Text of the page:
Kansas’s congressional and state legislative lines are drawn by the legislature, as normal legislation, subject to gubernatorial veto.
In the 2010 cycle, the legislature could not agree on congressional or state legislative district lines. On June 7, 2012, a federal court drew district lines instead.
Kansas’ congressional and state legislative lines are both drawn by the state legislature, as a regular statute, subject to gubernatorial veto.
The state legislative plan is automatically sent to the Kansas Supreme Court for review; if the plan is unlawful, the Court will allow the legislature another opportunity to redraw the lines. No similar provision exists for congressional lines. [Kan. Const. art. X, § 1(b)]
Kansas state law does not impose a particular deadline for drawing congressional lines, though candidates must file for congressional primary elections by June 1, 2022. [Kan. Stat. Ann. § 25-205(a)(1)] The legislative session began on Jan. 11, 2021, and is currently scheduled to end on May 14, 2021.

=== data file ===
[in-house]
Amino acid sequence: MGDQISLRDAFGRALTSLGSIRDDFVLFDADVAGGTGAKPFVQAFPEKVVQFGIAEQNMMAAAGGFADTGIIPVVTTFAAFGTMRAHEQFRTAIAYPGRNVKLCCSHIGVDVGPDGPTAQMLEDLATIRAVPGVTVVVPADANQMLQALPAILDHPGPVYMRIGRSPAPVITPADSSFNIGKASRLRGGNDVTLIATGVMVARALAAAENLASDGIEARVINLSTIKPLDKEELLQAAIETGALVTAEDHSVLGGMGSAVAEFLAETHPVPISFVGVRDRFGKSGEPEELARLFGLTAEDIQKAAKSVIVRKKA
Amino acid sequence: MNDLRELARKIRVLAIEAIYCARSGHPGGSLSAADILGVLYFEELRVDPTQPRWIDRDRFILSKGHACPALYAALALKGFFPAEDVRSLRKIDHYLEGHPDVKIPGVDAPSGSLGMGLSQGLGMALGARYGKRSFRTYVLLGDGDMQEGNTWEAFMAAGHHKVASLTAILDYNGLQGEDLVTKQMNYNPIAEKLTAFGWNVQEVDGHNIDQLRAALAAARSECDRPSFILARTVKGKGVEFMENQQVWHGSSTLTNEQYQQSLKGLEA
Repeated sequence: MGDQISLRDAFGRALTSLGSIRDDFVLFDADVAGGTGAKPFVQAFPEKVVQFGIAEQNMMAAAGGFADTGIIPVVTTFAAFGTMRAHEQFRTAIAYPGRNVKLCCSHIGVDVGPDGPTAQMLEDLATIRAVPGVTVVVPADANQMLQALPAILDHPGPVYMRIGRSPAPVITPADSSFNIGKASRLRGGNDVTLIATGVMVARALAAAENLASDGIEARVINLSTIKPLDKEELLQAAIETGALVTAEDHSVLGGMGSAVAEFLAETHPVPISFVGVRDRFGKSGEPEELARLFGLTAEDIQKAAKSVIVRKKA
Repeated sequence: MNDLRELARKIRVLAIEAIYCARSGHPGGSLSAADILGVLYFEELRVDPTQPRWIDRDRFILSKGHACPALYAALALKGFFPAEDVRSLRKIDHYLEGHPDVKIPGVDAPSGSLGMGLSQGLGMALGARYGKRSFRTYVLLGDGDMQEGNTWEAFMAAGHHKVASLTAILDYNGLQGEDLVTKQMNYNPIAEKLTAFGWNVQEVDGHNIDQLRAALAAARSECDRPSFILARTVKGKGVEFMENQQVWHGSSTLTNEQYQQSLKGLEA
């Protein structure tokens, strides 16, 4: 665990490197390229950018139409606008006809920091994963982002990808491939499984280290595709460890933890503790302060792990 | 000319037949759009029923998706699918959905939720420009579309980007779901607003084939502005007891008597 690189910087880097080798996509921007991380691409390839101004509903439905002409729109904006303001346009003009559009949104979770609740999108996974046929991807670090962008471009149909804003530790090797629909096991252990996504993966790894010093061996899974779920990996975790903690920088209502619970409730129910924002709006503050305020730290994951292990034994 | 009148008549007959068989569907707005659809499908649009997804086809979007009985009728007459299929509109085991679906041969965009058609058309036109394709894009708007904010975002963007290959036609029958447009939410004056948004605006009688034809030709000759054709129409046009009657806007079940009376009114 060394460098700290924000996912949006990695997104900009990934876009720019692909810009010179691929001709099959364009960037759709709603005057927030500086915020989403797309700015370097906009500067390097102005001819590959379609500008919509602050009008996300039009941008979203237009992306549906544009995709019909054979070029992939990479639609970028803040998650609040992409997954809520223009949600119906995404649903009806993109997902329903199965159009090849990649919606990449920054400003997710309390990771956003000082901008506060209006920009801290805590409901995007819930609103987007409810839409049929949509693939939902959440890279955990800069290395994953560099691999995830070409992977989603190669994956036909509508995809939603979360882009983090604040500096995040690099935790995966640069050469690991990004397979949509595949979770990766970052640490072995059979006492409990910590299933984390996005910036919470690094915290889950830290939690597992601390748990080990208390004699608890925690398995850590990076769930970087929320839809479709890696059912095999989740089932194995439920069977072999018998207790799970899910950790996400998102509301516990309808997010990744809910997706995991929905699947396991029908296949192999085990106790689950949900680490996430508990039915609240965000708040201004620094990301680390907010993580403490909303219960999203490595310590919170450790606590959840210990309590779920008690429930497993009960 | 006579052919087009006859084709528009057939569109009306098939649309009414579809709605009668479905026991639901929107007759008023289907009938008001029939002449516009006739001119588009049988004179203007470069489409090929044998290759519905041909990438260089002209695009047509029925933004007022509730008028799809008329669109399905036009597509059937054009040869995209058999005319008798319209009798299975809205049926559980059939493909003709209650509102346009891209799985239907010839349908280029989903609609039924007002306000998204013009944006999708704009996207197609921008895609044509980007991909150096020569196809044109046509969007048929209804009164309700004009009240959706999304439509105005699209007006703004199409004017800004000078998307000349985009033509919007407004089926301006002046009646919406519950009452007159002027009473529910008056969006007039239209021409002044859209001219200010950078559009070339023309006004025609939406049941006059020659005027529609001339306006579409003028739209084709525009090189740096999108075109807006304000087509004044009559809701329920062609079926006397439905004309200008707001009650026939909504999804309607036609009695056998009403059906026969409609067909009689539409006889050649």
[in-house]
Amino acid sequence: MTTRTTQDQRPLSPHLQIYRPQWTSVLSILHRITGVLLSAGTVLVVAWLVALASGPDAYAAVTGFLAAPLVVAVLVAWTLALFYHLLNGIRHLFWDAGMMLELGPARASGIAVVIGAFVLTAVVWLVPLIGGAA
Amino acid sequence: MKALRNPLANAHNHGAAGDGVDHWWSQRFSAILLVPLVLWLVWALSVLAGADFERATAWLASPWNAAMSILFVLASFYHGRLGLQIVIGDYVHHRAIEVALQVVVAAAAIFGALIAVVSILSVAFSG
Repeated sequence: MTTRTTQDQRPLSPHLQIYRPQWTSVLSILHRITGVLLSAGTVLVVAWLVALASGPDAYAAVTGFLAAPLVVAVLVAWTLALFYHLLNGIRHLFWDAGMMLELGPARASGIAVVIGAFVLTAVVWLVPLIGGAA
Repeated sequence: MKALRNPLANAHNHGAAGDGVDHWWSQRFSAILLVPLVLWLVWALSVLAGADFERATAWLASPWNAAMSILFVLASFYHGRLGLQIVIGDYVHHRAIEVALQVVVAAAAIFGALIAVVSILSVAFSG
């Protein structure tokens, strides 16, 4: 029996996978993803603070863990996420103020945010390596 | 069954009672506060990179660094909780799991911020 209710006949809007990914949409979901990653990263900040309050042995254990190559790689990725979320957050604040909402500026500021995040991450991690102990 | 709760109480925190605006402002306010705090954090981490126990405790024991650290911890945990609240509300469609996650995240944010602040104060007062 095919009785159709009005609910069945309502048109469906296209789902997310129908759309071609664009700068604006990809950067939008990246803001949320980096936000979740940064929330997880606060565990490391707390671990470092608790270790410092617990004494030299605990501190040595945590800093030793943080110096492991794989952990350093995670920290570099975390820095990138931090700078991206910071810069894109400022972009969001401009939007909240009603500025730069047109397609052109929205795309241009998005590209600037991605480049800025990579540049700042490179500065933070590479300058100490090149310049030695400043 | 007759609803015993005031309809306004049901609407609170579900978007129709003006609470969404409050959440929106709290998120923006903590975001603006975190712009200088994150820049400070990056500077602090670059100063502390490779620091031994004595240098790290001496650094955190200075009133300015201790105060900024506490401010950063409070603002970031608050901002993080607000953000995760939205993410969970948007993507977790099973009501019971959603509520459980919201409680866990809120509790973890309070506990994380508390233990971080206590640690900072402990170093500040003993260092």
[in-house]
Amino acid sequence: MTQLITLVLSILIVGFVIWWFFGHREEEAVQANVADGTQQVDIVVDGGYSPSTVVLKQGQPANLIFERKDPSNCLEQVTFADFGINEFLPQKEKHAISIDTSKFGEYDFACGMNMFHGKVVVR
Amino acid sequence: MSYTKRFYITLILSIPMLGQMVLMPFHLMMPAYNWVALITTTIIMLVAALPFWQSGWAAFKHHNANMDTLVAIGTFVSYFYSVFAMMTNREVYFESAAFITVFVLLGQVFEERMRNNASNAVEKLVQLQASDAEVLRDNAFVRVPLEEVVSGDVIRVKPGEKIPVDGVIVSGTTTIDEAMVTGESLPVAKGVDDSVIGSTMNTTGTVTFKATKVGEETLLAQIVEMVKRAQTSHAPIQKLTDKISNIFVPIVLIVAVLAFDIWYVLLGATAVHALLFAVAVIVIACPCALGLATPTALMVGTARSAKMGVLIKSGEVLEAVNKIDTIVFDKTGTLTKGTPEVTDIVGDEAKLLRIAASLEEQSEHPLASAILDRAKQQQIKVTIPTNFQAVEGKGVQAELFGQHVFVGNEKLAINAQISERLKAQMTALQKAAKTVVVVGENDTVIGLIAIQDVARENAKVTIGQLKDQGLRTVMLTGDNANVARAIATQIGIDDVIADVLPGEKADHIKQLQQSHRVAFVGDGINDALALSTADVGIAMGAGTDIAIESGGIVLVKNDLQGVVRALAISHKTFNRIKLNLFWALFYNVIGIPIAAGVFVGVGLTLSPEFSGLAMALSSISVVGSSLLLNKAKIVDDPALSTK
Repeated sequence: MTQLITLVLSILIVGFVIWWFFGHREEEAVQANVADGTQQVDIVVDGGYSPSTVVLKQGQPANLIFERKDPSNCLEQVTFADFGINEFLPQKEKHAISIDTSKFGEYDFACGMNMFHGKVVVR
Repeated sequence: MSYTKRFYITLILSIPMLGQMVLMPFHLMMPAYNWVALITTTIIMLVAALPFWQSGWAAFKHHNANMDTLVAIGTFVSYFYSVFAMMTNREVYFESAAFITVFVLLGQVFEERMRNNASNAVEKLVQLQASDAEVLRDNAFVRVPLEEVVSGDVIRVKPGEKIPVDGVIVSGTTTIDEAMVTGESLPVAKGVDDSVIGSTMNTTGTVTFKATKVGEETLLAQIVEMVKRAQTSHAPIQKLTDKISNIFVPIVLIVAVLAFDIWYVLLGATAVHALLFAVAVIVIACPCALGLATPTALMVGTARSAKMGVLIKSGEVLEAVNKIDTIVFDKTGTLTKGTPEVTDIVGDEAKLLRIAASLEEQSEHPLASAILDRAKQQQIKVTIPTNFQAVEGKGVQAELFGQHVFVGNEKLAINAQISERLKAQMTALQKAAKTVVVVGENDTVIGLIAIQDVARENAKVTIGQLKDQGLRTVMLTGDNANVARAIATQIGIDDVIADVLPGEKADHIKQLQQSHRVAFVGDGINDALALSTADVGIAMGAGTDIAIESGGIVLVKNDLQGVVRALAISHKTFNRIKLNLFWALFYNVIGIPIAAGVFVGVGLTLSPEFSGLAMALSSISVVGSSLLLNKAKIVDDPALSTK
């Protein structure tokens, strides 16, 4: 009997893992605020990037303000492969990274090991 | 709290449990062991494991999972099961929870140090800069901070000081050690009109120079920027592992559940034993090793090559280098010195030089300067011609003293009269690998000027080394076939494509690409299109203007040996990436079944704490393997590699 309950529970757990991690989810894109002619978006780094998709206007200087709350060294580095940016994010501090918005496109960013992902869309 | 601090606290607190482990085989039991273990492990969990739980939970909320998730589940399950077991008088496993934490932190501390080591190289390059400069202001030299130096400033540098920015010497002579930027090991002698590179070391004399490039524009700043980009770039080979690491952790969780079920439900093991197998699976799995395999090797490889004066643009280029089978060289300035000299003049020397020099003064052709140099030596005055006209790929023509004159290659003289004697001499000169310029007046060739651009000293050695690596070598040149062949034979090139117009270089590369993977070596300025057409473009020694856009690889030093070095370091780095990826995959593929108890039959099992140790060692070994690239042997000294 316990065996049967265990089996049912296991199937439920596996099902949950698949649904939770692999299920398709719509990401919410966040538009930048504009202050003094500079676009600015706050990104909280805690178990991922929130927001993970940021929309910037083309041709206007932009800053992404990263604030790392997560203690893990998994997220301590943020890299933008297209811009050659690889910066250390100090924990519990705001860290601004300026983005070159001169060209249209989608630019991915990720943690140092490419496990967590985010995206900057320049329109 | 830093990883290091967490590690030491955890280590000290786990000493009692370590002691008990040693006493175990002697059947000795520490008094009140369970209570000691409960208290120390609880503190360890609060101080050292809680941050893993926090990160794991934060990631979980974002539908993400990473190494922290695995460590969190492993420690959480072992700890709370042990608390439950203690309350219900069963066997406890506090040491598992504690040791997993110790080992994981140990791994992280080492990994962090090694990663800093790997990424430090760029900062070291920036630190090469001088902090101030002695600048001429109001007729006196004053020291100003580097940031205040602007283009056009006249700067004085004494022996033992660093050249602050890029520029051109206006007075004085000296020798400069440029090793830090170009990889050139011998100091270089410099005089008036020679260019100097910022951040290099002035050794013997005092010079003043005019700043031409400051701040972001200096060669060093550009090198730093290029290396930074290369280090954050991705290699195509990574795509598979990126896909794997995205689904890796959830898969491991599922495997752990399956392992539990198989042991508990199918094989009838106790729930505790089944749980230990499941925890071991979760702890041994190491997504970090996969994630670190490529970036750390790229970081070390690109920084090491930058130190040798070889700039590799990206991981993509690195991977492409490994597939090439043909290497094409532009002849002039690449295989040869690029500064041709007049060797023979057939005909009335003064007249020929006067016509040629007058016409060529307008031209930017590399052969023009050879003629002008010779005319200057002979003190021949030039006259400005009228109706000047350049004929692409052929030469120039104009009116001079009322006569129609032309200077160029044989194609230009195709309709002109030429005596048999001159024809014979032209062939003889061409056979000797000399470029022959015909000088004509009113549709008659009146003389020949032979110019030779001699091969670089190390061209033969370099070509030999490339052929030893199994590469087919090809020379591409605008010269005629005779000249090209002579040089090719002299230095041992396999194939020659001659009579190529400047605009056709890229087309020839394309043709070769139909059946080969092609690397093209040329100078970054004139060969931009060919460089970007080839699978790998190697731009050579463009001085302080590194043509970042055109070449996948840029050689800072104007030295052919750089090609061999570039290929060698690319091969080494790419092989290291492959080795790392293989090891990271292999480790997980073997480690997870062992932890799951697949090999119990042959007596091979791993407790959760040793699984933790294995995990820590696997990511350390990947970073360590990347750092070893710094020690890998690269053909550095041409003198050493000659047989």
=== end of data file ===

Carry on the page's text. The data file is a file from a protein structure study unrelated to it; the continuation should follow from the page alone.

State legislative lines must be drawn in the regular legislative session of 2022; that session is scheduled to begin on Jan. 10, 2022, and end on Apr. 10, 2022. [Kan. Const. art. II, § 8; art. X, § 1(a)] Candidates must file for state legislative primary elections by June 1, 2022. [Kan. Stat. Ann. § 25-205(a)(1)].
Kansas prohibits redrawing state legislative district lines mid-decade, before the next Census, but has no similarly explicit prohibition on redrawing congressional lines. [Kan. Const. art. X, § 1(a); Harris v. Shanahan, 387 P.2d 771 (Kan. 1963)]
The legislative redistricting committee has not yet announced any specific plans or guidelines for public input.
Like all states, Kansas must comply with constitutional equal population requirements. (Kansas once adjusted census data in order to count military personnel and college students at their permanent residence, but as of 2019, no longer does so.) [Kan. Const. art. X, § 1(a); Kan. S. Con. Res. 1605; Kan. Stat. §§ 11-301 – 307]
Kansas must also, like all states, abide by the Voting Rights Act and constitutional rules on race.
Kansas’s legislature could not agree on congressional or state legislative district lines. On June 7, 2012, a federal court drew district lines instead. [Essex v. Kobach, 874 F. Supp. 2d 1069 (D. Kan. 2012)]
The state legislative plans were automatically submitted to state court, and upheld. The congressional plan was also challenged in federal court, and ultimately upheld. [In re Substitute for House Bill 2625, No. 88735 (Kan. 2002); In re Substitute for Senate Bill 256, No. 88821 (Kan. 2002); Graham v. Thornburgh, 207 F. Supp. 2d 1280 (D. Kan. 2002)]